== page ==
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Direct & Integrated Marketing Roundtable

Monday, August 20, 2012

Commonsense Approach to Integrating Social Media into Your Marketing Mix

In the course of getting a Social Media strategy up and running for any brand, a myriad of questions will undoubtedly arise.  Many marketers approach the Social Media channel timidly, for fear of making a mistake. 

 
Other marketers assume that since the cost of developing a Facebook page lacks a subscription fee, (Facebook, Twitter and Pinterest accounts are free) that the social media channel is a kind of “throw away” and delegate the responsibility of establishing a social presence to a relatively junior member of their staff, and then just kind of forget about it.

Needless to say, both of these approaches fail to fully leverage the power that is inherent in the social media channel.  The power of the channel is, of course, the traffic.  With so many consumers spending so much time in social media, the traffic generated makes a compelling case that all businesses need to explore the social channel and define how it can work for them.  This isn’t to say that the answer will be apparent immediately, but, like the early days of the World Wide Web, there was a huge learning curve on the design and utilization of websites.  There is similarly a learning curve to leveraging social, and it requires a bit of common sense, and some ongoing attention.

Probably the most logical way to think about the social channel, and perhaps the most straightforward way to use it, is to think about it in the context of other marketing channels that you are using, and design your social activities to synergize with your other activities.  While this approach is logical, companies who employ a junior member of the marketing team to man the social media responsibilities alone, will probably not see adequate thought or effort into making sure each Facebook post, or Tweet has a clear purpose in the context overall marketing communication.

What follows is a set of commonsense rules to Integrating Social Media into your Marketing Mix.

Rule 1.  Align your Social Media editorial calendar with your promotional calendar.    
Most marketers are aware of the need to have a promotional calendar to manage key marketing related activities: media buys, product launches, management of inventory and fulfillment, but many fail to see that Social Media should be in part informed by these promotional activities as well.  Why? Because  the consumer expectation, in the Social Channel, is that there should be some recognition or knowledge from the channel that other activities or promotions are occurring.  Messaging upcoming events to consumers in social provides your most loyal consumers with the opportunity to be on the alert for a key event, and gives them the benefit of knowing about something ahead of less loyal consumers, thus rewarding their loyalty.  The benefit to the marketer is that when the promotional period does arrive, it will be more successful due to the advance messaging directly to those loyal fans and followers.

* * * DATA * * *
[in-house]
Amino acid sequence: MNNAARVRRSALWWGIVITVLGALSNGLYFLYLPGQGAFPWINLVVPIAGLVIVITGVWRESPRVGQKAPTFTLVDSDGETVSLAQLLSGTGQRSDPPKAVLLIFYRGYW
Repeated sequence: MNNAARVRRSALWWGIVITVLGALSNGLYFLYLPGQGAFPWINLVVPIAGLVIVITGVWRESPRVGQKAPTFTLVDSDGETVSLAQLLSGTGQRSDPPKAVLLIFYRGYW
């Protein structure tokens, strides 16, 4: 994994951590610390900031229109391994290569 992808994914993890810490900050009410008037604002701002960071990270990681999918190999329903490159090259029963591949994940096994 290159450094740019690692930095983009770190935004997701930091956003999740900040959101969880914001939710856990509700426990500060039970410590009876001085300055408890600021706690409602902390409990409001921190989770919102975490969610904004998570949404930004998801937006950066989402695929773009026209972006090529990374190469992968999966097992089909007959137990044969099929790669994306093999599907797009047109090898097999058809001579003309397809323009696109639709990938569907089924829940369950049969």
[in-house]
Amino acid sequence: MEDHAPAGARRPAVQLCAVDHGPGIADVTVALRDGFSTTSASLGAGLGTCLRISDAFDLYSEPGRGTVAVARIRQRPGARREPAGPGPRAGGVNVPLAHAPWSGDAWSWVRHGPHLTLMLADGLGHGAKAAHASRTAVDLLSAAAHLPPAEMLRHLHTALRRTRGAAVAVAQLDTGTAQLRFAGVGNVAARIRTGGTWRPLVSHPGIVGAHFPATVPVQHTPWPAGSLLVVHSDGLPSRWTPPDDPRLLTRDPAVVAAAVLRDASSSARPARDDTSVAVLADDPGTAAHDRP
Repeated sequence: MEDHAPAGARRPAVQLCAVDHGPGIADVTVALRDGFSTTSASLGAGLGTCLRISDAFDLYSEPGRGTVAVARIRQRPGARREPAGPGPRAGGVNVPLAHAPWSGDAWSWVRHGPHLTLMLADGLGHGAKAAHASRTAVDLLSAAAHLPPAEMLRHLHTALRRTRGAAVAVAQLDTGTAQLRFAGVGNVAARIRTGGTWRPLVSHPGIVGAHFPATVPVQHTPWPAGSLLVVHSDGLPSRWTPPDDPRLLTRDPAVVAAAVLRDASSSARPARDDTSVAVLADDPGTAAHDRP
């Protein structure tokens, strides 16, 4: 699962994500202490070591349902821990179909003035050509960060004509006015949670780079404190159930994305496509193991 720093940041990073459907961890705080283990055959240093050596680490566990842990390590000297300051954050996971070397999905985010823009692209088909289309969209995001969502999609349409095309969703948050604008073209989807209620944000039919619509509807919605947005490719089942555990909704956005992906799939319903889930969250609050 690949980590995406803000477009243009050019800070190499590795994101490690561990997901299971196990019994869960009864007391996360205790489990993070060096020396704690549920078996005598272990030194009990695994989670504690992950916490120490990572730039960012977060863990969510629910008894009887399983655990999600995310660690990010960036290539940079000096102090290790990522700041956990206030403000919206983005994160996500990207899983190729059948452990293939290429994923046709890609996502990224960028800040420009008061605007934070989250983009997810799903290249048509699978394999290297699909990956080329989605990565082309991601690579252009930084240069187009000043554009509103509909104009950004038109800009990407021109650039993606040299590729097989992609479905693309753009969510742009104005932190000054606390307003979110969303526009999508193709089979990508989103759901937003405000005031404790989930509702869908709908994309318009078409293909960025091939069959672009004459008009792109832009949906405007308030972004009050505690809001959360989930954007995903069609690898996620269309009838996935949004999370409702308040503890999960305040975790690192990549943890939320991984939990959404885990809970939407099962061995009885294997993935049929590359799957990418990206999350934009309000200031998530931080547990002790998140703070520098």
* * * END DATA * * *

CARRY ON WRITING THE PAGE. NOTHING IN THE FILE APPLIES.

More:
Rule 2. Establish the goals for the promotion and for the Social Channel.   
For each promotion a marketer typically develops a forecasted outcome of what the promotion will do.  The social channel is really no different.  What is different about social, is that, depending on how long you have been at it, and what tactics you have tried, there may be little baseline from which to gauge what a particular tactic will deliver.  Thus a marketer is in need of careful measurement, both in social, and across the entire online presence.

Rule 3.  Integrate social fully with all of your other marketing strategies.   
This may appear repetitive, but a full integration of social with other marketing strategies means:
  • In each email communication to consumers, Highlight your brand’s presence on Facebook, you give a consumer a chance to “Like” you in the email.  

  • On the brand’s website remind a consumer to like you on Facebook.  If there are sign up pages for coupons or other information, give a consumer a chance to connect with Facebook from your website.  Give consumers a chance to follow you on Twitter.  Be prepared to engage in a dialogue with them especially if they tweet to your handle directly.
  • On your Facebook page and Twitter page, provide your website URL.  If a Facebook post or a Tweet mentions an opportunity or offer at the website, include a link to the appropriate page to facilitate the traffic.
  • On print and broadcast campaigns indicate your presence in the social channel with the Facebook, Twitter, and Pinterest logos. 
  • Include details about website, Facebook, Twitter, Pinterest, etc. on includes product packaging if possible.
  • Consider the value of a You Tube channel for your brand.  Videos provide high engagement and are among the most popular content on the web. 
In summary, a consumer will expect that all of the channels work together, and the messaging, and branding will be consistent no matter where they encounter your brand.  To encourage engagement with a brand, social media is an excellent way to foster loyalty among consumers.

Rule 4.  Read your results routinely, methodically, and comprehensively. 
Every marketer has Key Performance Indicators (KPIs) that they read to assess the effectiveness of their tactics.  Success in social media is more than the number of “Likes” or the number of re-tweets.
Going back to the goals that you established for social, think about if over a particular promotional period whether the goal was to get likes on the Facebook page, or increase sales, or web traffic.